Jorja Smith steers her own ship, and she’s in cool, calm command. Other artists might’ve just released ‘Be Right Back’ – a set of eight polished songs – as their second album, with some padding. But not Smith, who always shows her hand slowly and assertively. “I write what I want to write,” the independent British artist once said.
‘Be Right Back’ isn’t a dramatic departure from Smith’s acclaimed 2018 debut album ‘Lost & Found’, a remarkably elegant record from such a young and ambitious musician. Her restrained, assured rise to fame proves the virtue of doing things in your own time. She’s won two BRIT awards, been nominated for a Grammy and a Mercury, and collaborated with the industry’s upper echelons, from Stormzy, Kendrick Lamar, and Drake, to Burna Boy on 2019’s ‘Be Honest’. No missteps, no overly weak material. ‘Blue Lights’, her 2016 debut single addressing police brutality and racism, remains ever relevant.
‘Blue Lights’ signalled Smith’s ability to conjure not just a mood but a whole world within a song. ‘Be Right Back’ offers more of these emotive vignettes. Her voice – which vaults from falsetto to half-withheld defiance to bluesy smoulder – continues to run the show, amid fairly minimal production: nineties trip-hop beats, R&B strums, synth, slow dancehall, studio chatter.
Either the songs glow like embers or glare like streetlights, as they deal with the ravages of emotional intimacy: unrequited love, washed-up feelings, and relationship burnout. South London rapper Shaybo appears on ‘Bussdown’ to offer some fresh perspective. Mostly, though, we’re inside Smith’s head and heart. “The hardest thing / You are not addicted to me,” concedes lead single ‘Addicted’, not without agony. “Tell me how the world seems to get along without you / Tell me how to keep my world moving on without you / How could my world be much better off without you?” she implores on ‘Gone’, stunned by grief. These are things she “can’t say to myself but I’ll say it in the mirror” – or in a song.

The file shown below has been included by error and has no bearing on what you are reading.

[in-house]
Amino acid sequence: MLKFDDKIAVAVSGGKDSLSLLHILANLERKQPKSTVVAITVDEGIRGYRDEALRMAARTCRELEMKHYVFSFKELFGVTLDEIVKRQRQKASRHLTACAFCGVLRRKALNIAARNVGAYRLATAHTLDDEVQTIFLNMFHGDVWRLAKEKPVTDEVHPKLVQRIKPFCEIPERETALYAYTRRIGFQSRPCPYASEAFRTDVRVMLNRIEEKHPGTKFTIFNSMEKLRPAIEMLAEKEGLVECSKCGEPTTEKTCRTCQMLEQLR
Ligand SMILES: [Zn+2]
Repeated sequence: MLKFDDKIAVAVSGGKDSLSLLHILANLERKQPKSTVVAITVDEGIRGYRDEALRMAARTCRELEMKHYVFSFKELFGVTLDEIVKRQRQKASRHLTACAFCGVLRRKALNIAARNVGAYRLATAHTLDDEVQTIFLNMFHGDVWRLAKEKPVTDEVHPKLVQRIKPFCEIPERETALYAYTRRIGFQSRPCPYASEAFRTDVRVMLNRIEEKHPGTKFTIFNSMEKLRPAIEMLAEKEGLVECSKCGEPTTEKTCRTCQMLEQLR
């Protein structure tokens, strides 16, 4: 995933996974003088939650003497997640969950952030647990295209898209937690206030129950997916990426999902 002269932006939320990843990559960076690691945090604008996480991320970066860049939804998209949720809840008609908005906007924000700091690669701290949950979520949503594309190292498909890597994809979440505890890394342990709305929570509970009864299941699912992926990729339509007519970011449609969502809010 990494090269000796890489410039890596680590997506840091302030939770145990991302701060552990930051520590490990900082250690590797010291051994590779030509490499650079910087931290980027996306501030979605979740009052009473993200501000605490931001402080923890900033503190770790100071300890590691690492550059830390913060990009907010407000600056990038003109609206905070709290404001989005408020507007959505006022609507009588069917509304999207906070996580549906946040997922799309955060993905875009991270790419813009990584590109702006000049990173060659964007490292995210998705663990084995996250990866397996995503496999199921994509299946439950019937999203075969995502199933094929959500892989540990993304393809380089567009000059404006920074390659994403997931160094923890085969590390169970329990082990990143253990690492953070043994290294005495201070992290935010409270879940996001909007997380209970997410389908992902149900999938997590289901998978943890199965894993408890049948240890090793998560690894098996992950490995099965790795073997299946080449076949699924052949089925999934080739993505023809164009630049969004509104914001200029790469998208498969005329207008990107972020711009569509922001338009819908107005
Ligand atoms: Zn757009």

Smith’s independent spirit burns brightest on penultimate track ‘Digging’. Lifted by billowing percussion, she declares, “Get out of my head / I want a piece of my mind instead”. And after demonstrating such emotional maturity and self-reliance, you can’t blame her. ‘Weekend’, the project’s last song, maintains the newly raised pace, before degrading into ribboned tape.
These refined songs tread some water, but they aren’t cutting-room-floor scraps tossed out on the breeze. Nor are they definitive enough to be the expectation-laden second album. Instead, ‘Be Right Back’ is here to remind you that Jorja Smith exists, and she’s good, and she’s sailing back this way. The waters are stirred, with some baggage offloaded for future buoyancy.